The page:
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ECRs' new voices rise at the University of Leeds

Initially when I saw a call out for abstracts by a networking group called 'New Voices in Postcolonial Studies' I was excited to firstly see early career researchers and PhD candidates being nurtured in a communal space that was entirely focusing on sharing their investigative interests. Secondly, I was exhilarated that the thematic glue bonding our interests was centered on postcolonial studies. The one-day event, on June 13th, was impressively organised (by three PhD students) and I felt the overall buzzing of excitement coming from both the participants and the variety of cross-disciplinary ideas being promoted.

The day's programme was tastefully designed and laid out in delightful pastel colours (I appreciated the attention to detail) dividing the schedules into three parallel sessions throughout the day to maximize efficiency for presenters. Each panel was hosted by a student member of the Network's Association. The grouping of the panels was also testament to the diversity of postcolonial outreach interests spanning for example the medical humanities, environmental interests, decolonising education and cultural industries, in addition to other more commonplace fits for this theory in race, gender, history and indigenous representation.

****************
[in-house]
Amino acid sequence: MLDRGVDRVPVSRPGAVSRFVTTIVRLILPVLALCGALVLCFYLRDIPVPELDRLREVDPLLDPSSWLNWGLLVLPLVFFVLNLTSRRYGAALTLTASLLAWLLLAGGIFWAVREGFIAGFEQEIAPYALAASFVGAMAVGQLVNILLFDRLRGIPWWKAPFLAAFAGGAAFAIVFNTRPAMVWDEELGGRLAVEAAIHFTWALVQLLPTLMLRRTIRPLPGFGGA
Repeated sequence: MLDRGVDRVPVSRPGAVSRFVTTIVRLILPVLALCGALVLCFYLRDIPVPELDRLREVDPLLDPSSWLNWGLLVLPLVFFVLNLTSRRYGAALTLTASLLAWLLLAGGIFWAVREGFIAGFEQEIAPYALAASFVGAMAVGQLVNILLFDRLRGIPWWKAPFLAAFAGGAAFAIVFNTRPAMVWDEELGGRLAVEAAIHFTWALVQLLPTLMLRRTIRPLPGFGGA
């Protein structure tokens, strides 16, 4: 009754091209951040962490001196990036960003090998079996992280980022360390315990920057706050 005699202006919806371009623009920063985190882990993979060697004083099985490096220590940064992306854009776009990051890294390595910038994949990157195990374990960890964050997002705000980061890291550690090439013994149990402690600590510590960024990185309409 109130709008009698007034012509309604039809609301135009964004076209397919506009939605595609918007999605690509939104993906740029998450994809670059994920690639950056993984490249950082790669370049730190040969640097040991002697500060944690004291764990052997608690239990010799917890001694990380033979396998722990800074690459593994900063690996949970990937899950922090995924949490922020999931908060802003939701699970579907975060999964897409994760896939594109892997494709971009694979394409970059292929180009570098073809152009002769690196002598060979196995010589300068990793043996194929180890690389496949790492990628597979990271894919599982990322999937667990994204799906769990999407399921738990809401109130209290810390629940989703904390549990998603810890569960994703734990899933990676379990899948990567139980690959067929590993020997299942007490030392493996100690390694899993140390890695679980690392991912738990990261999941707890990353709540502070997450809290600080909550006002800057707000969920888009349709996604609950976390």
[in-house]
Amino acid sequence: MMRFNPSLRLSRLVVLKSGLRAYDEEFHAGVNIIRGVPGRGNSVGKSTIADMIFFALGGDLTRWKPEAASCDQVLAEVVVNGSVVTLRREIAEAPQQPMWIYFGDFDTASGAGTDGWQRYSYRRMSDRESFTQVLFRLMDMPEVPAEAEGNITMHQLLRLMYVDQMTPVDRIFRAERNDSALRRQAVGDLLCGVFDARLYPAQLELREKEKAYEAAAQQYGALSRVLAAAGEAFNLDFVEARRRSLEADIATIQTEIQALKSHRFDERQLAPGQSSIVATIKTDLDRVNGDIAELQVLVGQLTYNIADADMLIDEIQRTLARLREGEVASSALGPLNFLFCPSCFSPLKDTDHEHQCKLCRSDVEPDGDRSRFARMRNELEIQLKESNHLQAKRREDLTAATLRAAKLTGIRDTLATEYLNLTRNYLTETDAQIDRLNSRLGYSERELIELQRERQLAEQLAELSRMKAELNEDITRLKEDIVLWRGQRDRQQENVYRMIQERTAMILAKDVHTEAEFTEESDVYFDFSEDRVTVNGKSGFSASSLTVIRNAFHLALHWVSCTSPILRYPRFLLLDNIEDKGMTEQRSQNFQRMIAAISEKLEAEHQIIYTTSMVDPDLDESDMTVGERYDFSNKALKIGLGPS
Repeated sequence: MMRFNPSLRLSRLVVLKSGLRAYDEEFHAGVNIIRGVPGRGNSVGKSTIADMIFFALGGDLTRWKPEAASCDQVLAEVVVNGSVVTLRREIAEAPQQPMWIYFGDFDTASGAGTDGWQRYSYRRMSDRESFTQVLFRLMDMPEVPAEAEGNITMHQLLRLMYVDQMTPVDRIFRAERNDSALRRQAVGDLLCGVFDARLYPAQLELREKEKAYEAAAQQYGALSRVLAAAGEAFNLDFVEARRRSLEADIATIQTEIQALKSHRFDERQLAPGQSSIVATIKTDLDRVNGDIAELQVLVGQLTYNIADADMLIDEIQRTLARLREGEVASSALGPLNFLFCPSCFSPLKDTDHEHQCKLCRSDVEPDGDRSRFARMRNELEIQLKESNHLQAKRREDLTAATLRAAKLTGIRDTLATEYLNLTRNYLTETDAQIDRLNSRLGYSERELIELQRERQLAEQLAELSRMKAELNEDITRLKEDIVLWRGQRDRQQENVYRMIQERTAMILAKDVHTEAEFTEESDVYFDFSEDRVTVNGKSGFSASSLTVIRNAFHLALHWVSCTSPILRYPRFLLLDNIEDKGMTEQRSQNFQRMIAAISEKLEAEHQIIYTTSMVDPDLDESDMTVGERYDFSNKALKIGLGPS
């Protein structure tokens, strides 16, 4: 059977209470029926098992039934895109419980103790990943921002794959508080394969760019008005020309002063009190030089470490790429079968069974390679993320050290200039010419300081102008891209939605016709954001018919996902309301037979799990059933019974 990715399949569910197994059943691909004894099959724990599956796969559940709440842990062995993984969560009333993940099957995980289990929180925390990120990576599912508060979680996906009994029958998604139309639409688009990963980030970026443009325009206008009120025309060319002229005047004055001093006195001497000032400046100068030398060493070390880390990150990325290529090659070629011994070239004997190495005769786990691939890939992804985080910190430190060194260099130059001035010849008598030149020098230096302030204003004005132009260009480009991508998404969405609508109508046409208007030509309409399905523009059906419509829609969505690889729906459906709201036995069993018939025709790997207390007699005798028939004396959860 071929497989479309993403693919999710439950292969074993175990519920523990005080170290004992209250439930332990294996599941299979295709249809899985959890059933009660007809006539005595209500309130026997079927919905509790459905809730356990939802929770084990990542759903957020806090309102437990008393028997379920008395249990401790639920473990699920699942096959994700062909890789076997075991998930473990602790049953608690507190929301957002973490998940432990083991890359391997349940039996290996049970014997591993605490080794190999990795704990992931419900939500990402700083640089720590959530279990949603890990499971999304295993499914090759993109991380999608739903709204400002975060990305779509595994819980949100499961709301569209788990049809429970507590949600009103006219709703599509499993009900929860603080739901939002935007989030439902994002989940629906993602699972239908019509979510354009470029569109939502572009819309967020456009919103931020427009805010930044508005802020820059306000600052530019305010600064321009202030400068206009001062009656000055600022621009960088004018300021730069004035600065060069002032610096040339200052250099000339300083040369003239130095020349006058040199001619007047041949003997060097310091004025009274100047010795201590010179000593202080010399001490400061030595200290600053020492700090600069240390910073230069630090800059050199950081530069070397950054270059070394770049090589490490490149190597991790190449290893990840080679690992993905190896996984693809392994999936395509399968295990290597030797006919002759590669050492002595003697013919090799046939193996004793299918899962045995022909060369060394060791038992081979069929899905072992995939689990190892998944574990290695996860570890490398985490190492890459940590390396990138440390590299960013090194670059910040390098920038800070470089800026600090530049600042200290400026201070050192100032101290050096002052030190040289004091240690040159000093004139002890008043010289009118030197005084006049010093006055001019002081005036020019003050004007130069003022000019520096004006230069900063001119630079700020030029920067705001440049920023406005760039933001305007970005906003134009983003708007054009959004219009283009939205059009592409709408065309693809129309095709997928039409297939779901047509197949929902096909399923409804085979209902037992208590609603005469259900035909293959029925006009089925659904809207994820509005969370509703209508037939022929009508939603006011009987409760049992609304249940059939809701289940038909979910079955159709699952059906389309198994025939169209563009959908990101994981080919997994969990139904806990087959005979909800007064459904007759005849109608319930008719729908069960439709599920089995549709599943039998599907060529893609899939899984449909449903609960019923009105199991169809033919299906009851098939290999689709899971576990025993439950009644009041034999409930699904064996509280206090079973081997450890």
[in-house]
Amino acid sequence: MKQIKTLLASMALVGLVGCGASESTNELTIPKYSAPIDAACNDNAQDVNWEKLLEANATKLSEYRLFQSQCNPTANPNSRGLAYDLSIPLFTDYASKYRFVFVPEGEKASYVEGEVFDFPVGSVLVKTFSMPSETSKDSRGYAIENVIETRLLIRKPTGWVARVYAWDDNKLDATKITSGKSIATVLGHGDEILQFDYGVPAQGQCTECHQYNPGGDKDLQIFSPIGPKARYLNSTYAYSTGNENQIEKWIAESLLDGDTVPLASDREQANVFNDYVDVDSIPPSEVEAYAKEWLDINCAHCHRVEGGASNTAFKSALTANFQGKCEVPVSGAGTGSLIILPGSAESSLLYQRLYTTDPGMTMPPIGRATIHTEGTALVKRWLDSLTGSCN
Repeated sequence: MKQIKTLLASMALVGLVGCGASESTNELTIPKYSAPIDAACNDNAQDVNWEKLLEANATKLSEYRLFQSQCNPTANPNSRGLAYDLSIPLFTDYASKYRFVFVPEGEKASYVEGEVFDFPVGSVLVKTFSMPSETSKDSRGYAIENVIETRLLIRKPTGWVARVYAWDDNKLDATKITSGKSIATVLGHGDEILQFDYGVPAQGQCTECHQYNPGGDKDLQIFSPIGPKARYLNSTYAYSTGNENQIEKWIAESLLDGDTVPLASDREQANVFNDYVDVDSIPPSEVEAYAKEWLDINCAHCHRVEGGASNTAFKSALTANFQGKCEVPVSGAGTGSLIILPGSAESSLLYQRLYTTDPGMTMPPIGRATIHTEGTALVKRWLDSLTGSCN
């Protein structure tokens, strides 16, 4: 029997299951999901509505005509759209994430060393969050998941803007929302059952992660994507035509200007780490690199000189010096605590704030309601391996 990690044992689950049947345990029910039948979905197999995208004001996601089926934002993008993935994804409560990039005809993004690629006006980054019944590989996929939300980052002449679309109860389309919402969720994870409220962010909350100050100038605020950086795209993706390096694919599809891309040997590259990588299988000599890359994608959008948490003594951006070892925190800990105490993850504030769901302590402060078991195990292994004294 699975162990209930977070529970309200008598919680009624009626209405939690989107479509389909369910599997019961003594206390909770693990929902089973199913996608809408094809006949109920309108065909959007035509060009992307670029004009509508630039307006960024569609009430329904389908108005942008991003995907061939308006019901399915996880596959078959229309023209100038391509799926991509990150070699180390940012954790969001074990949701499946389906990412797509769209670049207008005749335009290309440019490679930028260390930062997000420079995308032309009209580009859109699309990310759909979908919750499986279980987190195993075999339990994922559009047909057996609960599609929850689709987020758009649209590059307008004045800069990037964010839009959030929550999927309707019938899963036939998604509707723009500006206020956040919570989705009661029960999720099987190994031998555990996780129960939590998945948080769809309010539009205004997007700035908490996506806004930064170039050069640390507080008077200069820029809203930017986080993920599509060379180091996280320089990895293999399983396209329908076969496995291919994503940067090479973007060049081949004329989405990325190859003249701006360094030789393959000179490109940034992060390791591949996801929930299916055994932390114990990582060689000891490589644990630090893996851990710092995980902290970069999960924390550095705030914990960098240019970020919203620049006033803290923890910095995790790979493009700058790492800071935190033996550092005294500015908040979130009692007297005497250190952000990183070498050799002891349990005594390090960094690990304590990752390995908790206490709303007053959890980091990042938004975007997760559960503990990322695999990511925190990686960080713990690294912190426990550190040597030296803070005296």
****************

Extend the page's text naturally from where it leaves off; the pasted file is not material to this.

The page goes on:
Commendation must be paid to two well-renowned postcolonial scholars, Professor John McLeod and Professor Graham Huggan both academics at the School of English, University of Leeds, who admiringly spent the entire day with students shuffling to and from different panels of presenters.

The day was well-balanced with two keynotes one from Professor John McLeod and the second one at the end of the day by Dr Amy Rushton which culminated both her research interests and paid homage to the many people who help get a single person through their respective research journeys. The final keynote certainly captured both the research process but also hinted at the overall purpose of this type of conference to support each other in more collegiate ways.

Overall, the University of Leeds (School of English) was warm and inviting and I do look forward to the next Postcolonial event.

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